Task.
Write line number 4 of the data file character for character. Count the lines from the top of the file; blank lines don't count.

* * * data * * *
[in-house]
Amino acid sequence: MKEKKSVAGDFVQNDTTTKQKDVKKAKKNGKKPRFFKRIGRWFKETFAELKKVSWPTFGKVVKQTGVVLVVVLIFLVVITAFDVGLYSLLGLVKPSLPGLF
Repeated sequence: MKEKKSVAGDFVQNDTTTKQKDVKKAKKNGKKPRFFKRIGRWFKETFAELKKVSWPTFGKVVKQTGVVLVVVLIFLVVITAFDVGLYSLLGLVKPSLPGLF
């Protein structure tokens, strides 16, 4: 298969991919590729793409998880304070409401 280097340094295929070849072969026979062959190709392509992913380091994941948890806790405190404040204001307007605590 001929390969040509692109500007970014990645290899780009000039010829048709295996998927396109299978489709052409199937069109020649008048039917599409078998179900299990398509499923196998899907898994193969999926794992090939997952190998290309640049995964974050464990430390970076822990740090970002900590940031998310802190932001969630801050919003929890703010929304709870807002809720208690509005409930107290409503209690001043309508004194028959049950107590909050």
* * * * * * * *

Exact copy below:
């Protein structure tokens, strides 16, 4: 298969991919590729793409998880304070409401 280097340094295929070849072969026979062959190709392509992913380091994941948890806790405190404040204001307007605590 001929390969040509692109500007970014990645290899780009000039010829048709295996998927396109299978489709052409199937069109020649008048039917599409078998179900299990398509499923196998899907898994193969999926794992090939997952190998290309640049995964974050464990430390970076822990740090970002900590940031998310802190932001969630801050919003929890703010929304709870807002809720208690509005409930107290409503209690001043309508004194028959049950107590909050």